Leaving hormone-replacement therapy, soap operas and rocking chairs in the dust, 100 members of the Motor Maids, an exclusively female motorcycle club, traveled from all over the United States and Canada to Chico for their 63rd annual convention.
The club, which boasts more than 685 members whose average age is 50, roared into town July 7 for the three-day gathering at the Holiday Inn. Their agenda included meetings, socials, skilled-riding activities, raffles, banquets, a parade and catching up with “the girls.”
Lacking the tattoos, foul-mouths and handlebar mustaches typical of the biker image, these women consider themselves “ladies” and take pride in promoting a positive image of female cyclists and safe-riding skills.
Motorists “are not aware of motorcycles enough,” said Judy Caldwell, 61, who rode from Kendallville, Ind. “I only saw two signs for ‘Beware of motorcycles’ in the whole 2,400 miles here.”
A rule for members of the Motor Maids is that they must own a motorcycle and ride it to the convention.
Teresa Stinner, 44, logged 1,474 miles on her 95th Anniversary Harley-Davidson, traveling from Cheyenne, Wyo., with two other Motor Maids. Leaving three days before the convention, “the trip was wonderful,” Stinner said. “We went through every national forest between Wyoming and California.”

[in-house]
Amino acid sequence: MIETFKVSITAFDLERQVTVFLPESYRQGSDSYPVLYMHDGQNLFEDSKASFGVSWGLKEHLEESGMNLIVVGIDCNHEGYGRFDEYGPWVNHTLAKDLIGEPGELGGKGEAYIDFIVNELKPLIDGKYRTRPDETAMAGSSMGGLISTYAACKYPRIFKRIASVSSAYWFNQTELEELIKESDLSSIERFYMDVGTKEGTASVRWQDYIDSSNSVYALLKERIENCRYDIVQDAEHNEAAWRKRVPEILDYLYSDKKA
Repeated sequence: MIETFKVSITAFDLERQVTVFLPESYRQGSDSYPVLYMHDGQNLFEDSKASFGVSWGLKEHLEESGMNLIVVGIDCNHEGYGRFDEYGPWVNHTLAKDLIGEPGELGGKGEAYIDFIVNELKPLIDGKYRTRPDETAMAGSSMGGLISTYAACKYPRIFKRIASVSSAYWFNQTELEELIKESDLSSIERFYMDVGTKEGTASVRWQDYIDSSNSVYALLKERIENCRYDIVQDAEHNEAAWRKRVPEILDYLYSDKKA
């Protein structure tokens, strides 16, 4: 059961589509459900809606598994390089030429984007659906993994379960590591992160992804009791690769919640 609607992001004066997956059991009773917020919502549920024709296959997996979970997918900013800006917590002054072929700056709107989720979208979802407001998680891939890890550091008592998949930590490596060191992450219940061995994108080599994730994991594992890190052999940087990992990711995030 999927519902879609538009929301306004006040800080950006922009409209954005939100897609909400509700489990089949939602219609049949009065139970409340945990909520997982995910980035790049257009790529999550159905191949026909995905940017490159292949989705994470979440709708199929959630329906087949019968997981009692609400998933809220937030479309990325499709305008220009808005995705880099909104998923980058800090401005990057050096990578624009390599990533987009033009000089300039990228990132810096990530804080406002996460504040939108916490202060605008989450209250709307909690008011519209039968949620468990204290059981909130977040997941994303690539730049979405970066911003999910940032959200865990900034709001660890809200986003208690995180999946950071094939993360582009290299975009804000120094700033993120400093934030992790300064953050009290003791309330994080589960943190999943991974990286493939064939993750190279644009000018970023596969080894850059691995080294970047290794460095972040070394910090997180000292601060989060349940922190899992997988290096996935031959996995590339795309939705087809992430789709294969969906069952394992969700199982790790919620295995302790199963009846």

Motor Maids, Inc., was founded in 1940 with 51 members by two Harley-riding mamas, Linda Dugeau and Dot Robinson. Both have since passed away, but Robinson’s daughter and granddaughter are both members and were present at this year’s convention.
The organization, furtively described by one member as comprised of “kick-ass women,” does not discriminate in member selection or variety of motorcycle, though nearly half the women drive Harleys. The only requirements are that a member be a female who owns and rides her own motorcycle.
There is, however, a short application and interview process before initiation to the club, as “we would not want to bring down the organization with any undesirable people,” Caldwell said. But, she added, “there is room for everybody.”
The convention brings together women with a shared passion for riding. Stinner described riding her motorcycle as a "stress reliever." She said, "[Since I left] I haven’t thought about anything—work, family, anything. I’ve only called my husband once to let him know I’m alive."